The current American situation was also well described by Pastor Martin Niemöller describing Germany before the war: "First they came for the Jews, and I did not speak out because I was not a Jew. Then they came for the Communists, and I did not speak out because I was not a Communist. Then they came for the trade unionists and I did not speak out because I was not a trade unionist. Then they came for me and there was no one left to speak out for me." I am a trade unionist, so I guess I will be rounded up in the penultimate roundup. We've already rounded up the Muslims, thousands of them. We have suspended Habeus Corpus for "enemy combatants," defined solely by the president.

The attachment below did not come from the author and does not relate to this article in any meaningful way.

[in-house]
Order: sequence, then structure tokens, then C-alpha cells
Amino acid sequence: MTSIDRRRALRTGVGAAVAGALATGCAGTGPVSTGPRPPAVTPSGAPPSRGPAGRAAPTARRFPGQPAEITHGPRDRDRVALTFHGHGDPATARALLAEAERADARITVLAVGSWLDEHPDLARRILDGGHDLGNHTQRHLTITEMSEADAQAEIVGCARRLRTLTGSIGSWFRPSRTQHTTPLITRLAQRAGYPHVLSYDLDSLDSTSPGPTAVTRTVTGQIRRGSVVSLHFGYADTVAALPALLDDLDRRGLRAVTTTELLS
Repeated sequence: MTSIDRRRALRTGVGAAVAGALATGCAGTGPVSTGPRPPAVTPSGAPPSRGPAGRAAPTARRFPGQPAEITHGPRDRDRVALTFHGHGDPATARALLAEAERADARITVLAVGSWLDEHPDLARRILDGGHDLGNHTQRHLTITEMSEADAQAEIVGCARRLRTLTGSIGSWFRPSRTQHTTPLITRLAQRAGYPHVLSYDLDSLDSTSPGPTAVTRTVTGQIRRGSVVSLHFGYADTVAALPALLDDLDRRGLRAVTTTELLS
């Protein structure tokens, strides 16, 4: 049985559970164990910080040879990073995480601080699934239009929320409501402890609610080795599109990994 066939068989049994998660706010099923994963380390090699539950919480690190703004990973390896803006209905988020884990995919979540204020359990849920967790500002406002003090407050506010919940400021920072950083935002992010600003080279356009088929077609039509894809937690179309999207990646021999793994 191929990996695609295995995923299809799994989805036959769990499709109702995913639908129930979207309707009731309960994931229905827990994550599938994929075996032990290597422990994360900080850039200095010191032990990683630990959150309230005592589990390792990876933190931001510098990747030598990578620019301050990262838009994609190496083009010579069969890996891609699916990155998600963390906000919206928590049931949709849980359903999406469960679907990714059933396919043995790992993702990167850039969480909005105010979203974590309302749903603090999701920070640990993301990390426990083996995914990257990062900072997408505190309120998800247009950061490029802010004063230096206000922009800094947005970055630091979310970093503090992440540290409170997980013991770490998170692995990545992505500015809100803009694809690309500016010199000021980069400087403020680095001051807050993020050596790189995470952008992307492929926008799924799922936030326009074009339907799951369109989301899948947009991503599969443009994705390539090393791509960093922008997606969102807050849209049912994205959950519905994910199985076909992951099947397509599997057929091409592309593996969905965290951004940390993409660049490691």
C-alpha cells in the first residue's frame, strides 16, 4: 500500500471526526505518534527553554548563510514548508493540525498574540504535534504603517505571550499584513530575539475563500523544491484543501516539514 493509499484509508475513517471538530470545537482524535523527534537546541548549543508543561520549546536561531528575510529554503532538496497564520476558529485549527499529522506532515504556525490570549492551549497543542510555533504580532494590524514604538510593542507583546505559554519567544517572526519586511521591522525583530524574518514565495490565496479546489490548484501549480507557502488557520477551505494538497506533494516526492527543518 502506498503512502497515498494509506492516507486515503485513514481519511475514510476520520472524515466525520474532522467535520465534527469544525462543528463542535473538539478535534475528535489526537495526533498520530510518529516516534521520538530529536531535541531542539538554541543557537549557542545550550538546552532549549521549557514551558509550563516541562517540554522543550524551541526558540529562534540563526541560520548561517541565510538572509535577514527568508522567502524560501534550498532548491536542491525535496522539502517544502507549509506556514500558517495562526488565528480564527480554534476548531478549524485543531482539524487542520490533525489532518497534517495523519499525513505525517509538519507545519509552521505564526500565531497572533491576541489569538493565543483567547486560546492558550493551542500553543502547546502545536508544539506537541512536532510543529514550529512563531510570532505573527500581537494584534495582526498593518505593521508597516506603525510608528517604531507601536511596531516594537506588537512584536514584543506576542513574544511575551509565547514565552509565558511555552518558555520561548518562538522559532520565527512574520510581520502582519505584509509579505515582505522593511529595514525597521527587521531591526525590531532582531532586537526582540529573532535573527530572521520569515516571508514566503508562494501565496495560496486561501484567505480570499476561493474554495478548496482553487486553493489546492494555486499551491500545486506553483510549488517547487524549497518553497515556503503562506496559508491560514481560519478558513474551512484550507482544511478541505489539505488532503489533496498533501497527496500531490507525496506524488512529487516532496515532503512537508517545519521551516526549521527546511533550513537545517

I went to a lecture by Walnut Creek native and Yale Law Professor Akhil Amar last week. He gave a rousing description of the history of the U.S. Constitution, reminding me again (although I really needed no reminder) of what a fantastic document it was.
I had always hoped I would not live to see the end of the American Republic. I am afraid, now, that I will live long enough to see America converted into either an empire or a dictatorship. We survived the string of idiots who served as president between Jackson and Lincoln, and between Lincoln and Teddy Roosevelt, because the Presidency was largely a decorative office. We survived the 20th Century presidents, good and bad, because, with the exception of Nixon, they believed in the rule of law.